Isaacs
was excited to work within the mini-series medium, and it suits his tremendous
talent. He’s a leading man without wearing it on his sleeve. He found DIG “inherently satisfying, like telling
a joke with a punchline.” His last series, Awake,
was an event series trapped in the body of a planned serial. The premise, a cop
awakes in two realities, was ahead of its time (way back in ’12) and its
aesthetic was too progressive for network TV. If it had premiered today on
Netflix or Amazon or, indeed, USA, it would have had a better life and place in
the canon of great television.

But,
according to Isaacs, maybe it lived long enough: “When you make 12 hours of
complicated satisfying television, as we did with Awake, and it works, that’s a triumphant achievement. In the UK,
drama series are only six episodes long. [Awake]
was two drama series. In America [as opposed to the UK] if it doesn’t run for a
decade people look down . . . with slight embarrassment in their voice. I thought
[with Awake] we did a remarkable
thing. Not sure that we would have sustained it or done many more. Twelve hours
is as much as I want to see about most things.”

And
that perfectly illustrates the inherent flaw of the multi-year serial. It
becomes a victim of its own immortality. Awake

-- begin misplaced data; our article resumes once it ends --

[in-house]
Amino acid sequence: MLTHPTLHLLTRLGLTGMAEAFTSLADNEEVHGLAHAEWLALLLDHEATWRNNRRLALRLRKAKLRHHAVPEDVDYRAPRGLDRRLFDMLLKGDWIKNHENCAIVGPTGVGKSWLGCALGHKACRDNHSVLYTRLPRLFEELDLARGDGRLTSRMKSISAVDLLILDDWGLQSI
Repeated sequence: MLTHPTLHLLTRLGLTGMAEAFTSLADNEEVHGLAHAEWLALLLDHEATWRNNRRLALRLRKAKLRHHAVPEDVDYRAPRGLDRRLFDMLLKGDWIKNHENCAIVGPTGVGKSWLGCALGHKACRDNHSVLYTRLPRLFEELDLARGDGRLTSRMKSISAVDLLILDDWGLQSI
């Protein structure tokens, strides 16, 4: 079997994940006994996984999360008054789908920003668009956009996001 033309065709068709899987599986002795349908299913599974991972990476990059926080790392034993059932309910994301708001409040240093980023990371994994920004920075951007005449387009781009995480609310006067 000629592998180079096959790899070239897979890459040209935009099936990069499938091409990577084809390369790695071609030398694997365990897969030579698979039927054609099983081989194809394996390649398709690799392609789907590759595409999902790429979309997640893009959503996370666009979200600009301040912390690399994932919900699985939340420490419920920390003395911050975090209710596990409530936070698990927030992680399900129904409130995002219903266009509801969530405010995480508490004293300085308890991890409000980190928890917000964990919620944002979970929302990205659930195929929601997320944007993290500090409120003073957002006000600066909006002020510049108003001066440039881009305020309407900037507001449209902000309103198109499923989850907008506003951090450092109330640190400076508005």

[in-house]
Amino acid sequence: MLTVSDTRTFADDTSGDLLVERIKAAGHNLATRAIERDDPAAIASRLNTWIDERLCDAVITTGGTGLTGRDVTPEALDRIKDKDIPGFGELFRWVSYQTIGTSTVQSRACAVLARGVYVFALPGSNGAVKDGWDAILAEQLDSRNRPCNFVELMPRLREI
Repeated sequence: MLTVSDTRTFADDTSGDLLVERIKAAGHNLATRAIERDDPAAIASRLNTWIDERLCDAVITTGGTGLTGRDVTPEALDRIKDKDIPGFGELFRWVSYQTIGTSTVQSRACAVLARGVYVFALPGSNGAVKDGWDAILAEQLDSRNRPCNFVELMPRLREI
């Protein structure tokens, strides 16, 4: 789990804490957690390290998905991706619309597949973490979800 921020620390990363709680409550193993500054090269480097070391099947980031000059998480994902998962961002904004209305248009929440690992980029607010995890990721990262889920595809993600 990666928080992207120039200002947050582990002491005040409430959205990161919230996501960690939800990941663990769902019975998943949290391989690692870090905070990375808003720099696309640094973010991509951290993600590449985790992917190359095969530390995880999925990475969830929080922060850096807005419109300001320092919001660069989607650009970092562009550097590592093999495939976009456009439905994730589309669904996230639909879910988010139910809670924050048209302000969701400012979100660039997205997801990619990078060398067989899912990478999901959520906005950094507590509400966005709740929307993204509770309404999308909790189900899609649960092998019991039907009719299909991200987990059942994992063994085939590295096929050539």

may have died prematurely, but DIG is
set to live the perfect life. Heche calls the event series “its own art form,
as opposed to ‘let’s see where it all goes,’ which is what we’re used to on
television. [As opposed to viewers wondering] am I still going to be hooked
after six years?”

Not
unlike Awake, what is immediately
striking about DIG is its aesthetic.
It has a grainy filter that very much suits its diversity of locals and gives
the series an unvarnished feel. It reminds the viewer of international series
more likely to come out of Canadian-Croatian co-productions, and I mean that in
the most positive way. Costabile mentions “the risk that the network was
taking… and their [USA’s] interest in going outside of what had been
successful for them. Much bigger, much more provocative, and much more
challenging to their audience.” And DIG most certainly takes, and conquers,
those risks.

Unfortunately,
as many a good TV show has discovered, simply being good and ambitious isn’t
enough. The TV graveyard is full and caskets are falling into the creek behind
the chapel. It wasn’t too long ago when a show wasn’t on one day, and the next
day it was. Now, there are multi-platform rollouts for even the smallest of
shows. From social media to YouTube to interactive websites to junkets by the
dozen. DIG had a multi-city touring installation
called DIG: Escape the Room, which allowed viewers to indulge in the spirit of the show long before they could revel in its
reality. Heche, who is excellent in what is essentially an unforgiving and